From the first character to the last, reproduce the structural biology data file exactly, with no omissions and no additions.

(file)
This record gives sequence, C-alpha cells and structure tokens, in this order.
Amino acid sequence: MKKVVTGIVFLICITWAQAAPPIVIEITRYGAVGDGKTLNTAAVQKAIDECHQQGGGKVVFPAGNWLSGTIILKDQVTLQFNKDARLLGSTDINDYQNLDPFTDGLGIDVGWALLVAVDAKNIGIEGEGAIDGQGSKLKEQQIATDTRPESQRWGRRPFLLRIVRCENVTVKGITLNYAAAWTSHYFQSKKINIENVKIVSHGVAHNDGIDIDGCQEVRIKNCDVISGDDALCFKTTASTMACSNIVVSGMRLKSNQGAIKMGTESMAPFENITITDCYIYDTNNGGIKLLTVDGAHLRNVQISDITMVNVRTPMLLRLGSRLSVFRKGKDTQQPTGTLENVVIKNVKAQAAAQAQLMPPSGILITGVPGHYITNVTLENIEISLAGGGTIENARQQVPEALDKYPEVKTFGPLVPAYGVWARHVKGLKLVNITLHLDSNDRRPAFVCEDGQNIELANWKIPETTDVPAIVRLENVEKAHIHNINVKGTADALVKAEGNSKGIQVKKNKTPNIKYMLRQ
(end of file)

This record gives sequence, C-alpha cells and structure tokens, in this order.
Amino acid sequence: MKKVVTGIVFLICITWAQAAPPIVIEITRYGAVGDGKTLNTAAVQKAIDECHQQGGGKVVFPAGNWLSGTIILKDQVTLQFNKDARLLGSTDINDYQNLDPFTDGLGIDVGWALLVAVDAKNIGIEGEGAIDGQGSKLKEQQIATDTRPESQRWGRRPFLLRIVRCENVTVKGITLNYAAAWTSHYFQSKKINIENVKIVSHGVAHNDGIDIDGCQEVRIKNCDVISGDDALCFKTTASTMACSNIVVSGMRLKSNQGAIKMGTESMAPFENITITDCYIYDTNNGGIKLLTVDGAHLRNVQISDITMVNVRTPMLLRLGSRLSVFRKGKDTQQPTGTLENVVIKNVKAQAAAQAQLMPPSGILITGVPGHYITNVTLENIEISLAGGGTIENARQQVPEALDKYPEVKTFGPLVPAYGVWARHVKGLKLVNITLHLDSNDRRPAFVCEDGQNIELANWKIPETTDVPAIVRLENVEKAHIHNINVKGTADALVKAEGNSKGIQVKKNKTPNIKYMLRQ